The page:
I’m currently reading, for review, a fantasy novel which is chock-full of exciting and creative situations and ideas. But it’s turning into rough sledding because the author’s prose style has a hard time carrying the story.
Cardinal rule: Don’t let your writing get between your reader and the story.
Sentences must be crafted to flow smoothly. They ought to have a certain meter or rhythm–without, of course, being too obvious about it. In fact, your prose should be as unobtrusive as possible–unless you’re Ngaio Marsh or P.G. Wodehouse, and half the fun of reading you is the unexpected tricks you play with words.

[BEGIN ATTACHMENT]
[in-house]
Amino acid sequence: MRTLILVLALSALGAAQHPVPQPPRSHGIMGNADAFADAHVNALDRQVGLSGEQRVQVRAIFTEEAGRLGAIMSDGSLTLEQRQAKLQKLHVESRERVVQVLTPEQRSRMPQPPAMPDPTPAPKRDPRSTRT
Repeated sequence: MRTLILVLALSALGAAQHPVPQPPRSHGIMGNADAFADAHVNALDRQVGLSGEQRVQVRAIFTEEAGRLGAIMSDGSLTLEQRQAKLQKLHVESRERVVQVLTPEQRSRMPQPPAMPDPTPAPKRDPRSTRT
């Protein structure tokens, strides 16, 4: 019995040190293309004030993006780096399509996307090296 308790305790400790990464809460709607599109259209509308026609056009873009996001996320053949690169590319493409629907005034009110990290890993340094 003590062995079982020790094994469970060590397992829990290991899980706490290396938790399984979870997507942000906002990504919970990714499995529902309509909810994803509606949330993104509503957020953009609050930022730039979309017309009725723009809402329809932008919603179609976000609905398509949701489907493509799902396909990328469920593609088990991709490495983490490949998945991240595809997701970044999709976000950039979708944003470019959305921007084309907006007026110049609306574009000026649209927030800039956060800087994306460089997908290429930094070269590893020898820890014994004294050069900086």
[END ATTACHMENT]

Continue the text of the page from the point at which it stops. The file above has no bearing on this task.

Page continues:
A good rule of thumb is to read your work aloud, to yourself. If it’s hard to do this, there’s something wrong with your prose. You don’t want a start-and-stop, herky-jerky prose.
For fantasy writers only: if, like so many of us, you place your story in a medieval setting, for Pete’s sake, don’t start slinging around rubbish like “methinks” or “I wot not what he sayeth” or “I prithee.” I really hate “I prithee.” You must also make and keep a vow never to resort to current American slang.
Ninety-nine percent of the time, plain English is the way to go. It always does the job.
Forsooth, I wot not what serveth yon medieval jargon, and I prithee, let me suffer it no more!